How do I put this delicately? I like ballet. Yep, and I can’t say I always did. My daughter attended a performing arts high school and of course my own education and professional experience as a performer as well as my personal relationships left me pretty well-schooled in the fine arts, including dance. As a kid I was dragged, not likely kicking and screaming but ADD spinning at least, to the ballet by my mom. I even saw an aging Nureyev a few years before he died at 54 on a tour of the US, still able to carry himself in an extraordinary way. Like an aging Bobby Orr on ice, or Mickey Mantle hitting one out in an old-timers game.
And yes, I have nodded off at my share over the years,
As a sports guy, I saw dancers mostly in one, very respectful way: they are athletes. Of course as I grew older, the sight of beautiful, graceful women in ballet attire was enough to maintain my attention, and as I grew more and more experienced at what exactly the dancers went through to create their art, I was hooked on the sheer athleticism, not to mention the obvious artistic depths that come from a good dance concert.
Which brings me to Oklahoma City Ballet’s “The Nutcracker”, performed with the Oklahoma City Philharmonic, with one more weekend of performances December 18th-20th at the Oklahoma City Civic Center. Go. If you have traditions within your family, include everybody. The ticket prices are, as always, accessible. The orchestration, world-class. But most importantly, the show is just plain fun. My only regret after attending last weekend’s Saturday matinee? That I couldn’t have swept up a handful of special kiddos to fill out the empty seats. But there’s always next year!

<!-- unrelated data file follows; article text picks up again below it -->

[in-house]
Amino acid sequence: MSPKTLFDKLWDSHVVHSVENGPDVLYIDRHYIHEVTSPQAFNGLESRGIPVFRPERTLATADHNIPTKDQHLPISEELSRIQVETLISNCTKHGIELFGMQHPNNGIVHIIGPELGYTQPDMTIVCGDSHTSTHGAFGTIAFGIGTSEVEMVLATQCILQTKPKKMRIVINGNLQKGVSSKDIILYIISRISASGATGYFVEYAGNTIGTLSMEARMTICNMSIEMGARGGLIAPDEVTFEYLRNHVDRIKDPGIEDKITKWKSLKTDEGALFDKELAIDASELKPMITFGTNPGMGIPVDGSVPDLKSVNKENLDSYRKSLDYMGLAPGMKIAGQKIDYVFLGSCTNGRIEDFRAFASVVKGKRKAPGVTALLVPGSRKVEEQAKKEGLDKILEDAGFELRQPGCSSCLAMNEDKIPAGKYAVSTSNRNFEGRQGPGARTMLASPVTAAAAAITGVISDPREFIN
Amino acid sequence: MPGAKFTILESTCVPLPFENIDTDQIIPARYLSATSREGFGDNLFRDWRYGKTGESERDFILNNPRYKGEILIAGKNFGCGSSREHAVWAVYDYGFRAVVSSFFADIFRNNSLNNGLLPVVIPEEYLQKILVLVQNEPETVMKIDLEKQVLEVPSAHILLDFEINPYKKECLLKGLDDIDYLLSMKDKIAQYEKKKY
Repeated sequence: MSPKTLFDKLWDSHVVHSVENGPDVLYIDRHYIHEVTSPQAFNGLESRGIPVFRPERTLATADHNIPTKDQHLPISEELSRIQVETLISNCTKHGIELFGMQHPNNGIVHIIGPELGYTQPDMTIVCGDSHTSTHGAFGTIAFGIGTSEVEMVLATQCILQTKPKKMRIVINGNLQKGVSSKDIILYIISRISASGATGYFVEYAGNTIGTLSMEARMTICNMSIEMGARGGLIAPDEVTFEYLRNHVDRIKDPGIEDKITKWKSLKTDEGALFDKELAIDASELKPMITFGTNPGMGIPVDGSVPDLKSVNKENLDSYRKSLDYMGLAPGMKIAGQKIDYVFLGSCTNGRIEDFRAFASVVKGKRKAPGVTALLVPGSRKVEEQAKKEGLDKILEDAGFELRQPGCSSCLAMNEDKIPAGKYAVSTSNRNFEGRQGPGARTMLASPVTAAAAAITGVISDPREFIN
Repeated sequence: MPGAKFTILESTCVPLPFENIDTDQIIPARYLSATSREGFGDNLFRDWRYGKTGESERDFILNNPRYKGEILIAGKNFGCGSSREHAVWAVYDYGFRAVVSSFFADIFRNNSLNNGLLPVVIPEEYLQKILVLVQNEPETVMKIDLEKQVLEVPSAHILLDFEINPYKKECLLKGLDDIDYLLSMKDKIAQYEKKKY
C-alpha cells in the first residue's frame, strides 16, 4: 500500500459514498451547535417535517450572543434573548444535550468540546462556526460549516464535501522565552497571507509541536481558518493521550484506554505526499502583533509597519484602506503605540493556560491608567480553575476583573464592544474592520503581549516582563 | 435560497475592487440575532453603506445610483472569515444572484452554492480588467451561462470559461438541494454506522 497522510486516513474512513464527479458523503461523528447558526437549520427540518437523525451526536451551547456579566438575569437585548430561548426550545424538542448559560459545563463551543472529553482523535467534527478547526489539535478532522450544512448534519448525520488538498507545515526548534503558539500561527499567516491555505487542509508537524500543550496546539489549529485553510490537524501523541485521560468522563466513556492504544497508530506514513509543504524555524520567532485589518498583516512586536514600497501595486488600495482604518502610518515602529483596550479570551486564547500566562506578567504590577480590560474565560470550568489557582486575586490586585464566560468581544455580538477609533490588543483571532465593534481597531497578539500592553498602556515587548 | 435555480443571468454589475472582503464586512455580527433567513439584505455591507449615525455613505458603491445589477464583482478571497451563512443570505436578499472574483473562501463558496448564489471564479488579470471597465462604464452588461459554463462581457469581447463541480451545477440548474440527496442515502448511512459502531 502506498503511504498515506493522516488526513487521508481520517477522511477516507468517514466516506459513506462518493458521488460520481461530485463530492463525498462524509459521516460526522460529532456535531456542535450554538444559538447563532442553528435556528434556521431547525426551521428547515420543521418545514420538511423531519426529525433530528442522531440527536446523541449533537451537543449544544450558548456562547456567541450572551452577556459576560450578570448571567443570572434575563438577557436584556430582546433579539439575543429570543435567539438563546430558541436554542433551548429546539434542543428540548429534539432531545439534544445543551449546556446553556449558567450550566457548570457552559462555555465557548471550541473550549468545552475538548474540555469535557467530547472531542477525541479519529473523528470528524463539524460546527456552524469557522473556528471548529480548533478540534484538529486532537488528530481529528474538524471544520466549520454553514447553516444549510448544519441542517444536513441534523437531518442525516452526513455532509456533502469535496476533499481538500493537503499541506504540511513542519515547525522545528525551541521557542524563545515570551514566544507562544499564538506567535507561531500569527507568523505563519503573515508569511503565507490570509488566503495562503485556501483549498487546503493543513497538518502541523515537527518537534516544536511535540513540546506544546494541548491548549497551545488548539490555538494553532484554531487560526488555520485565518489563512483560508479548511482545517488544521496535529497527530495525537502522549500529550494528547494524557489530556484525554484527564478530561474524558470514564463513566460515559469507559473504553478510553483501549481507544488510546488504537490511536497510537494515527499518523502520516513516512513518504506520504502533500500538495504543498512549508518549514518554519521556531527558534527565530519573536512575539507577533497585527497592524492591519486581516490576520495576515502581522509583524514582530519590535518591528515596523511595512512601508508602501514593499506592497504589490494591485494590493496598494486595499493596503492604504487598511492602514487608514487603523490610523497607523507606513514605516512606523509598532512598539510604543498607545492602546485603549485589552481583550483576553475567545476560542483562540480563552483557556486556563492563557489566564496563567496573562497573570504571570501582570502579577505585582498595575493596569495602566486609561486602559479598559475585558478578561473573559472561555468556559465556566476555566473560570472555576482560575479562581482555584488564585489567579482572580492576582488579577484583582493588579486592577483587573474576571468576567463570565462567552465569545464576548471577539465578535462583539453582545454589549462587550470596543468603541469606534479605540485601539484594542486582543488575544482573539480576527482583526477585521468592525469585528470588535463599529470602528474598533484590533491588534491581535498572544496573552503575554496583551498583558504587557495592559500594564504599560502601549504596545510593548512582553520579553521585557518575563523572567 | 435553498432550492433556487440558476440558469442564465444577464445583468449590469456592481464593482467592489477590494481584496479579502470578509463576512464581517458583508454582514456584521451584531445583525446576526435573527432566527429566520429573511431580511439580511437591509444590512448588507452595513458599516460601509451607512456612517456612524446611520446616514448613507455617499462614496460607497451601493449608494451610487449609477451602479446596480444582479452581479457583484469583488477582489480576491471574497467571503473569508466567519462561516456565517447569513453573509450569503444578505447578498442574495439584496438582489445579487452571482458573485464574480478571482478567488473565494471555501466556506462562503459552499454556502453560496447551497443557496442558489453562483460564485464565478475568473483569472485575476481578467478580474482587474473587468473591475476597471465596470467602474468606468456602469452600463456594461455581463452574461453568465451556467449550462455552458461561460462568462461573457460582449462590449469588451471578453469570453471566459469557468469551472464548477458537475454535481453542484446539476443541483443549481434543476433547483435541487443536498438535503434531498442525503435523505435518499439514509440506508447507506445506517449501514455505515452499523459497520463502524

Nutcracker can be pretentious. OKC ballet’s version of E.T.A. Hoffman’s The Nutcracker and the Mouse King, under Artistic Director Robert Mills, is precious.
The musical score, one of Tchaikovsky’s master works, can be harsh and tedious. (Sorry.) Under the hand of maestro Joel Levine, it is soaring and playful.
The Nutcracker can be loooooongggggg and, thanks to the many children in the show, painfully sloppy. This Nutcracker is technically unique, fast-paced and skillful, from the tiniest Little Angel to the most statuesque King.
Nutcracker can be hard to follow, believe it or not (certainly to the less knowledgeable ballet-goer), yet OKC Ballet’s is like reading a perfectly painted picture book, mesmerizing to the youngster and secretly ticklish to the grown-up.
The costumes are fun, and fanciful. I imagine little girls and boys in the audience can see themselves wearing them, playing in them, dancing in them. Dreaming dreams in the same colors and whimsy.
And did you catch the key word in the previous graph? Boys. Yep, boys who would-be Sooner linemen, boys who will be Cowboys hoops stars. Boys who are just plain boys can enjoy it, too. It’s just a little Christmas fun, after all. So when you make plans to create a holiday family tradition, dads, don’t leave your selves out. And bring junior along, too.